Teacher Professional Development Market Size
The market size for professional development in K-12 education in the US ranges from $4.1 billion to $18 billion annually. Public schools spend more on professional development than private schools do.
Market Size and Growth Rate
- Forbes reports that the professional development market for K-12 education is worth $18 billion annually.
- However, other reports offer a much lower amount, $5.71 billion in 2020.
- According to Statista, in 2020, "an estimated 4.1 billion U.S. dollars will be spent on external providers of professional development for K-12 education in the United States."
- In 2019, this amount was $3.9 billion, up from $3.7 billion in 2018, $3.5 billion in 2017, $3.4 billion in 2016 and finally $3.2 billion in 2015.
- Using a CAGR calculator, from 2015 to 2020, or a period of five years, beginning with $3.2 billion in 2015 and ending with $5.71 billion in 2020, the CAGR of the professional development market for K-12 educators in the US is 12.28%.
- Other reports, however, estimate the growth rate much lower, at around 4%.
Private and Public Split
- According to Independent School Management, an industry group for non-public schools, most private schools as of 2011 allocated 1% of their total operating budget for professional development for teachers, which was 50% less than the recommended amount (2%).
- Public school teachers are more likely to participate in professional development opportunities annually than private school teachers.
- A research review released in 2003, but which contained studies from 1987-2001, found that public schools spend between 2-4% of their total budget on professional development
- Areas of focus for professional development include technology and topical content areas. Professional development for educators is becoming increasingly personalized.
- Different providers of professional development include independent consultants, instructional materials providers, foundations and associations, as well as others. However, the market shares for these providers were hidden behind paywalls.
- A 2016 report found that "in-person workshops and annual meetings" are the most common forms of professional development, however, online formats are quickly increasing in popularity. In fact, 78% of professional development opportunities at that time consisted of a mix of in-person and online learning (i.e. blended instruction).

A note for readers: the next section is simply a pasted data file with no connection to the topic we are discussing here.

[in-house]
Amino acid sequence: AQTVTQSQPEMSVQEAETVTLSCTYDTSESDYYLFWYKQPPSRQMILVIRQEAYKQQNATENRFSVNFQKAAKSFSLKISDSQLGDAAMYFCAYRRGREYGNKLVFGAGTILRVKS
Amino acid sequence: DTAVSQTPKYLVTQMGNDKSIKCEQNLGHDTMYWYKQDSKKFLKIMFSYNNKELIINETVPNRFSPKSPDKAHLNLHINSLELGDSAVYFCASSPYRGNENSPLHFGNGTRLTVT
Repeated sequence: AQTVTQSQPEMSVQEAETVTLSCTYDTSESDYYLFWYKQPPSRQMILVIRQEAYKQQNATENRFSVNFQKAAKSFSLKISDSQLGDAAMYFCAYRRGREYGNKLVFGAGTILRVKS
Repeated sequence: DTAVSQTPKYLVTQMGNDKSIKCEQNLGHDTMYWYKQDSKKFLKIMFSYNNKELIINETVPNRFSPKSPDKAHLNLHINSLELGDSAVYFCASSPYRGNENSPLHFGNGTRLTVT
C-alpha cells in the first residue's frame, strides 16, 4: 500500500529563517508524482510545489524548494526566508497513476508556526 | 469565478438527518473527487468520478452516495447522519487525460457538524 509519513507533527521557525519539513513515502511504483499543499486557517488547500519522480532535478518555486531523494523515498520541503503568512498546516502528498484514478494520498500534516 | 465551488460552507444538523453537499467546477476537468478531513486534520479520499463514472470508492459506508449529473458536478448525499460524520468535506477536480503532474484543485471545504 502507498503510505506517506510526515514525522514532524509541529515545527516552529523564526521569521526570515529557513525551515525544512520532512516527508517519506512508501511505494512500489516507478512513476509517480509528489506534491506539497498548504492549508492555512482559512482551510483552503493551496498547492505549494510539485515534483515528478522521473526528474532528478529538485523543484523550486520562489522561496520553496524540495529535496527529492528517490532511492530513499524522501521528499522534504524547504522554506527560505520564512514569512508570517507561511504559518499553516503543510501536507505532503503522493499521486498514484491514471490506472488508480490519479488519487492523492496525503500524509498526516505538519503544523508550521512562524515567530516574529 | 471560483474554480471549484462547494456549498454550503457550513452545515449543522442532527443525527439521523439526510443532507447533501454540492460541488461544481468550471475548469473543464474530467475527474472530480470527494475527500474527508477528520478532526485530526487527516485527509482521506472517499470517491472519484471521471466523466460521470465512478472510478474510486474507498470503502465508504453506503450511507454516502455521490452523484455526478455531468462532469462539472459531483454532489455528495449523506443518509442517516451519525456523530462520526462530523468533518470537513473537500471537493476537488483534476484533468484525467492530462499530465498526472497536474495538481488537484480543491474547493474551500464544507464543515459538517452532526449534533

- A 2003 research review (mentioned above) found that 35% of a district's professional development budget goes to purchasing the professional development opportunity/curriculum, while another 35% is used to pay the teachers for their time spent in professional development.
- While some spending for professional development is organized by strategically outlined professional development departments or leaders, many of the spending decisions are not centralized and not part of an overall strategy for professional development.
- As of the 2003 research review, between 69-87% of professional development funds were spent on training and coaching, 4-21% on compensating teachers for their time and paying for substitute teachers, 2-7% on administration (i.e. organizing professional development opportunities), 3-8% on the materials, equipment or facilities necessary for professional development, 1-3% on travel/transport, and 0-1% on professional development tuition or conference fees. These percentages varied widely by region, thus the range of percentages for each category.
- Large school systems may spend more on professional development for teachers than smaller school districts. A study from 2015 of three large districts in the US found that spending on professional development per teacher amounted to $18,000 per year.
- A study of spending from 2011-2012 found that the most common topic of professional development was subject-area content, followed by technology instruction, reading instruction, student discipline/classroom management, and finally teaching specific sub-groups of students like ESL students or students with disabilities.
The research team worked to provide a well-rounded view of the professional development market for K-12 education in the US. At times, reports were conflicting. When this occurred, the research team included all reports found in order to provide the most thorough review. It seems that much of this conflict comes over what is classified as professional development, as there is no universally accepted definition.
In looking for how professional development funds are allocated and the split between public and private schools, the research team first looked for national, up-to-date statistics from well-known sources, like the National Center for Education Statistics. However, these statistics did not break down spending on professional development, instead classifying it as part of "purchased services." Therefore, the research team had to move to older and less standardized studies, included above.